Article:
YouTube today integrated Facebook Connect, endorsing the social sharing site and its power to bring people to content. YouTube users will now be able to directly share with their Facebook friends the videos they publish on YouTube. They can also automatically send uploads to Twitter and Google Reader.
As close watchers of the social TV phenomenon, whose breakthrough moment was the Obama inauguration, we’ve posited multiple times that the two sites would be a perfect match for one another. But it seemed unlikely that YouTube would integrate Facebook Connect, given its parent Google has a competing product, Google Friend Connect.
Well, the unlikely has now happened, and it has implications beyond just sharing videos from one site to the other (which has long been possible using embed codes). YouTube could benefit from Facebook’s identity system and growing influence over traffic on the Internet, along with Twitter. Here’s what we wrote about a potential integration in April.
Combining users’ real-world identity with their experiences on YouTube should make the video site much more monetizable. YouTube watchers, if they’re even logged in, often go by AOL chat room-era nicknames like daisychick98. Whereas Facebook has cultivated a gigantic user base that shares real names and information. Don’t get me wrong, it’s not like Facebook has the business model all figured out, but that doesn’t mean it doesn’t have something to offer YouTube. Connecting comments to users’ real names could bring the level of discourse on the video site out of the gutter, and cultivate more active participation among members.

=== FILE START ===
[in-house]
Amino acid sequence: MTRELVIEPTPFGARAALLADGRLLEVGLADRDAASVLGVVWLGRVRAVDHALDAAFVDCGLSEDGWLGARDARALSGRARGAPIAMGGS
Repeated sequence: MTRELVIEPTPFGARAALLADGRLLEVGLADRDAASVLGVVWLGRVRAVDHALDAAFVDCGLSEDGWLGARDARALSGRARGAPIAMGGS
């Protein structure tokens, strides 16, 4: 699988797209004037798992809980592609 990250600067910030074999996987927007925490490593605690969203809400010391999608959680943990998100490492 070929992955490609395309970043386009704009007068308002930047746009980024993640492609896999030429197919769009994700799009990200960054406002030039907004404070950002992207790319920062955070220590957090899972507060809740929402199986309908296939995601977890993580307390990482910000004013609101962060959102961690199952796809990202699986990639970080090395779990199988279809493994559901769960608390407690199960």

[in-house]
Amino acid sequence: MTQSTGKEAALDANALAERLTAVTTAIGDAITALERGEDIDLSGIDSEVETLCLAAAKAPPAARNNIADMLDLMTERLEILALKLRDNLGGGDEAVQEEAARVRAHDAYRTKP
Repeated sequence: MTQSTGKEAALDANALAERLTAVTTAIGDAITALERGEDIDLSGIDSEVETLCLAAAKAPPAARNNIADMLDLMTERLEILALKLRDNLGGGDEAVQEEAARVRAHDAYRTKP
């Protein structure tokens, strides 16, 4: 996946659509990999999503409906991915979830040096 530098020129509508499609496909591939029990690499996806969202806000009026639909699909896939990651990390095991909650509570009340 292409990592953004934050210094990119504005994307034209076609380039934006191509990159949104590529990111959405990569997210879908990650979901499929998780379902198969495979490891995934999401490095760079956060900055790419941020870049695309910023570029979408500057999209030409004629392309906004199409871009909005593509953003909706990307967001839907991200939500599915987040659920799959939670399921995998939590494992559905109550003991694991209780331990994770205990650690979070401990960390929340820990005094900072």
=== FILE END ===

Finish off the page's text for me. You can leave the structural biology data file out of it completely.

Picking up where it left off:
In an email, Facebook noted some stats from other entertainment implementations of Facebook Connect:
- Joost: Since Joost implemented Facebook Connect in December 2008, the average Facebook Connect Joost user has watched 30% more videos and entered 15% more comments about a video on average. Additionally, Connect users have invited 38% more friends to the site.
- CNN: During their inauguration live feed, more than 2 million status updates were posted through CNN.com, and there was an average of 4,000 status updates made every minute during the broadcast.
- For the season finale of “The Real Housewives of New York City,” Bravo integrated Facebook Connect with BravoTV.com to allow fans to connect with friends and comment on the show. After the live viewing party, traffic on the site increased 34% in unique visitors and 78% in page views, versus the prior four-week time frame.